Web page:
Disney’s research arm has helped build a 3D-printer specifically for soft and cuddly creations.

The new extruder can print wool and wool blend yarns into fabric objects.

Falling halfway between a 3D-printer and sewing machine, the futuristic friend-maker produces objects made of a specialised form of loose felt.

“I really see this material being used for things that are held close,” said Scott Hudson, a researcher and professor who helped design the felting machine.

“We're really extending the set of materials available for 3D printing and opening up new possibilities for what can be manufactured.”

Possiblities run from the mundane to post-modern – including apparel such as scarves and hats, Teddy Bears, cushions, furniture coverings and safety devices.

Disney researchers say it may be used to produce parts for “soft robots” – robots designed to touch or interact with people.

The operation of the machine is similar to Fused Deposition Modelling, or FDM, wherein subsequent layers are added to achieve the object's desired shape.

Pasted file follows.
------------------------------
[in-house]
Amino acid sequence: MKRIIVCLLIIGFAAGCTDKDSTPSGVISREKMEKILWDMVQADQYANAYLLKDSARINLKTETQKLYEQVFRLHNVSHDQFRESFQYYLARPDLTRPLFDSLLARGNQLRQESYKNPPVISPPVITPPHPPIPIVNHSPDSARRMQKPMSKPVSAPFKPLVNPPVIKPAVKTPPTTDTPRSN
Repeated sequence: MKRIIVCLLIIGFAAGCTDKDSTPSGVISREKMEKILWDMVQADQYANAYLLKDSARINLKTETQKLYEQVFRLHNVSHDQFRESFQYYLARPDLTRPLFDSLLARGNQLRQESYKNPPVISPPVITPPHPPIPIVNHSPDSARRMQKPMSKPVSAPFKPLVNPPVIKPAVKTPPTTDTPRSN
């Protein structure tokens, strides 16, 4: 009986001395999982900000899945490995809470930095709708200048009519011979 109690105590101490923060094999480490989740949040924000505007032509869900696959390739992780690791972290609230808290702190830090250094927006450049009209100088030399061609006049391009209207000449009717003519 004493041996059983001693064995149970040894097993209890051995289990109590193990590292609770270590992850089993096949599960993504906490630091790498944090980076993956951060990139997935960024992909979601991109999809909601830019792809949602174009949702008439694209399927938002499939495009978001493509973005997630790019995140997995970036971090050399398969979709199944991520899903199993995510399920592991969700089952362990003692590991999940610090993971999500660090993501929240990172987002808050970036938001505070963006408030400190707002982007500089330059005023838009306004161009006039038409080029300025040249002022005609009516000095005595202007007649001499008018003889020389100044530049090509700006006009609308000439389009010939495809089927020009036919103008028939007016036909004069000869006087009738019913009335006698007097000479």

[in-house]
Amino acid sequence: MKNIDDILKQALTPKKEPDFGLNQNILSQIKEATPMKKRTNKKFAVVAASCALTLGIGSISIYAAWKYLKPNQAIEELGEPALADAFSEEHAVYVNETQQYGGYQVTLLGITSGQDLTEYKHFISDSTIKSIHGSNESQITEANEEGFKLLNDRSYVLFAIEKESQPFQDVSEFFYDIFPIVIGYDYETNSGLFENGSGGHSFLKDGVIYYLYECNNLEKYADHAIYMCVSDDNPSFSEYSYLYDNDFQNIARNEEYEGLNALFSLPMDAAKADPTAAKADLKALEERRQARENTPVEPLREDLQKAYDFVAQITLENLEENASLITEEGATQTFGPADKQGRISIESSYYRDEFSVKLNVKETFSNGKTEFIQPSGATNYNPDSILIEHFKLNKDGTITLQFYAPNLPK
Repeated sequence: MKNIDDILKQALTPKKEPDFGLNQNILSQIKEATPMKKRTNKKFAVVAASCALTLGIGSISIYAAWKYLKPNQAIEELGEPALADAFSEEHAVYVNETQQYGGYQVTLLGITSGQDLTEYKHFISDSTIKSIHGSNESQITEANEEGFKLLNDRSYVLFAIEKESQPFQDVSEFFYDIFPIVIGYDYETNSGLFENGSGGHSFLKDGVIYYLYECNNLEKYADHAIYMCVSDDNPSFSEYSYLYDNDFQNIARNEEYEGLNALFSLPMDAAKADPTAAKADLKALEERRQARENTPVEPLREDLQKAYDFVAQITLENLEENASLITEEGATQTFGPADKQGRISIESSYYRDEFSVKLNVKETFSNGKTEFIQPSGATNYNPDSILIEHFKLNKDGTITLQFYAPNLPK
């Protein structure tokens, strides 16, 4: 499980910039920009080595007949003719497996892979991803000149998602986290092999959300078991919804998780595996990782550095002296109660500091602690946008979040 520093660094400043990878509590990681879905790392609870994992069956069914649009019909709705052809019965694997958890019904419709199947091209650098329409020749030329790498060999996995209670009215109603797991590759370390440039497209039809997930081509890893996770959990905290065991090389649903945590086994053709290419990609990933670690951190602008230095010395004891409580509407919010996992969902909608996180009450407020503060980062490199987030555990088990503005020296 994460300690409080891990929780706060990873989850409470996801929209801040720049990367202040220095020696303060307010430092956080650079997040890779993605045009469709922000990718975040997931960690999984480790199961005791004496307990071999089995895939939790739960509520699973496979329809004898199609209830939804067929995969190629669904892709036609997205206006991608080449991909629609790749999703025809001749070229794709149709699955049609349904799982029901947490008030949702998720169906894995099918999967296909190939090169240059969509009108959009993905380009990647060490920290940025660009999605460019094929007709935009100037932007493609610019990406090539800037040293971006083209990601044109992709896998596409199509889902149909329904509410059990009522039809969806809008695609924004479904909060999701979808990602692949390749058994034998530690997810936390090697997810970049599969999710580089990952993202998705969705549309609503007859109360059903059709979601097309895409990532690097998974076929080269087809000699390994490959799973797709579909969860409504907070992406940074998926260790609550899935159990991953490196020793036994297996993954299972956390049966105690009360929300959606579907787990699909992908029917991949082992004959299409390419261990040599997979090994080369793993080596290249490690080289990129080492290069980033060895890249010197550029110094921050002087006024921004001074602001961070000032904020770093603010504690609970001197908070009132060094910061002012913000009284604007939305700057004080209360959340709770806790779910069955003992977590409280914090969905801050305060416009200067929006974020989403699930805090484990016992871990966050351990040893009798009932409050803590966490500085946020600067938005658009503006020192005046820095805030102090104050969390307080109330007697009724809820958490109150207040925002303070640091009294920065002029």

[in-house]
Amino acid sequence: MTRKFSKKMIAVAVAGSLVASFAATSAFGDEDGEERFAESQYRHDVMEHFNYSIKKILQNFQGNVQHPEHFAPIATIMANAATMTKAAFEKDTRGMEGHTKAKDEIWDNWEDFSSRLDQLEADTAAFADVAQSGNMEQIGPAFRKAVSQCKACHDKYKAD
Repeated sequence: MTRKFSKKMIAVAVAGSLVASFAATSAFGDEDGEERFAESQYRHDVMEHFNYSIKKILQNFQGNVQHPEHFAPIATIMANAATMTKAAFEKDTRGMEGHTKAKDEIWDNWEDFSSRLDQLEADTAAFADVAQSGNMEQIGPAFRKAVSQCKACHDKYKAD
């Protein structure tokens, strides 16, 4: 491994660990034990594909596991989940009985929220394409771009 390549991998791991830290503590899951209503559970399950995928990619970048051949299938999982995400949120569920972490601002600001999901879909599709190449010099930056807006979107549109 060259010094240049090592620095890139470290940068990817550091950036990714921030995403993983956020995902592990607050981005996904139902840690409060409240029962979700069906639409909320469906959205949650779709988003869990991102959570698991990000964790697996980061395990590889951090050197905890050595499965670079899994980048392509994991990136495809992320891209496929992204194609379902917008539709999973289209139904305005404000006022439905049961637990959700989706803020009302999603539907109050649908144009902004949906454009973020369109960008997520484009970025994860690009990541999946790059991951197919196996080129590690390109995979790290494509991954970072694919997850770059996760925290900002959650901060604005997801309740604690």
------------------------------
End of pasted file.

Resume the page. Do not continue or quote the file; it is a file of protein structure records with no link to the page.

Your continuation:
Normally the melted plastic joins each layer, but in the felting printer a barbed needle is attached to repeatedly pierce the yarn, dragging down individual fibres of the yarn into the layers below, entangling them and bonding the layers together.

If the soft objects are to be attached to a hard object, a layer of nylon mesh fabric must be incorporated during the printing process. This provides reinforcement to prevent the material from ripping away at the attachment point.

The team say it is now working on plans for a printer that could produce both fabric and plastic elements at the same time.

“A number of researchers are looking at mixed materials in 3D printing,” Hudson said.

“That's one of the most interesting challenges now.”

Disney has created the following film to demonstrate its device.